How to buy the right health cover?
There are many different policies offering health cover only some of which may fit you. Here's a check on each of the major categories
By Research Desk | Jan 22, 2018
Buying health insurance is not easy. And the quantum of complaints indicate that consumers are not getting the deal they are looking for. Clearly, either the insurers are not doing a good job of delivering what they have promised, or consumers are confused about what they need and what they are getting.
In short, there is a huge gap between what consumers are looking for and what is delivered. The situation is not made easy by the wide variety of terminology concerning the range of services available from insurance companies. There are many different health covers available, each with a different name and a claim to be different and superior to all others.
That is why it is extremely important to get your basics right before buying a health cover. Here is a primer.
Individual Health Plans: These are the 'traditional' health insurance covers, known as 'mediclaim' policies informally, even though the word 'mediclaim' is just a brand of one of the companies. These generally cover hospital treatment expenses provided the treatment is on in-patient basis and lasts for at least 24 hours. The expenses covered include hospital bed/room, nursing, surgeon's fees, consultant doctor's fees, blood transfusions, oxygen and operation theatre charges. These days most plans come with sub-limits for each of these heads. They usually do not cover pre-existing diseases or complications arising from them for the first four years of the policy. Besides, there are specific conditions that may not be covered for a certain initial period. There is generally an enhancement for every year during which no claim is made.
Family Floating Policies: These consist of a shared Individual Health Plan (for a family). The benefits are mostly the same, but the sum insured can be used for the treatment of any or all members of the family and not a single person. Rather than buying, a R2 lakh health cover for each member of the family of four by spending for a total cover of R8 lakh, if you buy a Family Policy for R8 lakh, each person covered under it can avail benefits up to R8 lakh as opposed to R2 lakh in the earlier instance. This reduces the need for you to pay from your pocket. Also, it comes at a lower premium than individual polcies would have done. A Family Policy can be bought by an individual who becomes the proposer along with spouse, dependent children up to 25 years or even unmarried, divorced, widowed daughter and dependent parent.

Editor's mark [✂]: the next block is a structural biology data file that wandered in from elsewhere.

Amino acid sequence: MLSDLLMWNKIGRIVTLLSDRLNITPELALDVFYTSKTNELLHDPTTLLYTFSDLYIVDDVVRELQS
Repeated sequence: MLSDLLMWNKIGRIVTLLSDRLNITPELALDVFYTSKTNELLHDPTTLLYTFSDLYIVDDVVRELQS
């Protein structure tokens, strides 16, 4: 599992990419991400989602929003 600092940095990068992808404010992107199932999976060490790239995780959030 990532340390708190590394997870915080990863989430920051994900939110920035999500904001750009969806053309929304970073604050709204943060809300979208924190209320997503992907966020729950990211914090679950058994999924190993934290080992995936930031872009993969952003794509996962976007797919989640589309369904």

Critical Illness Plan: This is not a substitute for the basic individual or family policy, but designed to be added as an addition to the former. The fact that these have to be bought separately is a major flaw in the way health insurance is sold in India. An illness plan provides financial assistance if the insured develops a serious ailment, such as cancer, or has a stroke. Each cover has a list of ailments, usually 9-12 of them. One can get it in the form of a rider attached to a life insurance cover, or as a standalone policy from either a life insurer or a non-life insurer. If critical illness occurs, it pays the entire sum insured and terminates and can happen only once for any particular illness. To get the payout, the insured has to survive for 30 successive days after the diagnosis. No claim can be made during the first 90 days of the inception of the policy.
Senior Citizens Health Plan: Most basic mediclaim plans cap the starting age at around 60 years, while SCHPs are generally for the age group of 60-80 years. Most can be renewed lifelong or up to the age of 90, and have a fixed coverage of, say, R1 lakh or R2 lakh. Besides looking for sub-limits, those buying these plans should watch out for certain illnesses as many ailments are excluded from the plan. These plans could possibly have an option of a crtitical illness plan.
Medical Cover From Life Insurance Companies: Life insurance companies, too, have started offering health plans. Most of these are, however, defined benefit plans - the pre-specified amount which is the sum insured is paid as compensation, irrespective of the actual amount of expenses incurred. Also, these are long-term, having a fixed premium for, say, three, five, or even 10 years. If you opt for a good combination of basic mediclaim, family policy and a critical illness plan, then these are not needed.
This article first appeared in April 2010.